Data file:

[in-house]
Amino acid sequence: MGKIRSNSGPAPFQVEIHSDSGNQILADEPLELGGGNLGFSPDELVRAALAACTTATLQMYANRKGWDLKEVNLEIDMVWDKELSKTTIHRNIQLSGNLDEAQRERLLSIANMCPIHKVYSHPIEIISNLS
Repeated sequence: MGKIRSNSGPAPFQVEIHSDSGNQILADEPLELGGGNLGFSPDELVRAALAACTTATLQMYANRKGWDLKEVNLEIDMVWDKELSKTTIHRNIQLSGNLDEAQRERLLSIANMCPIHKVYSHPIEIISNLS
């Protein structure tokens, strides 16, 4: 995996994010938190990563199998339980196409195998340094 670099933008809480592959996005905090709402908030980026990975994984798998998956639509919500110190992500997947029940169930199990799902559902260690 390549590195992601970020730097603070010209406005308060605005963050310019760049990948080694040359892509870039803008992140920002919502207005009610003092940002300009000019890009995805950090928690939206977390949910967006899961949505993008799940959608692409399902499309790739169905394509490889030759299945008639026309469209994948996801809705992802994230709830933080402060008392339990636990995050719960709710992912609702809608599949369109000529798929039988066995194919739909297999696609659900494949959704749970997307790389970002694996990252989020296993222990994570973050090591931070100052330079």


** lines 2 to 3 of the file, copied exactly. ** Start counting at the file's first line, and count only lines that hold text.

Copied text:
Amino acid sequence: MGKIRSNSGPAPFQVEIHSDSGNQILADEPLELGGGNLGFSPDELVRAALAACTTATLQMYANRKGWDLKEVNLEIDMVWDKELSKTTIHRNIQLSGNLDEAQRERLLSIANMCPIHKVYSHPIEIISNLS
Repeated sequence: MGKIRSNSGPAPFQVEIHSDSGNQILADEPLELGGGNLGFSPDELVRAALAACTTATLQMYANRKGWDLKEVNLEIDMVWDKELSKTTIHRNIQLSGNLDEAQRERLLSIANMCPIHKVYSHPIEIISNLS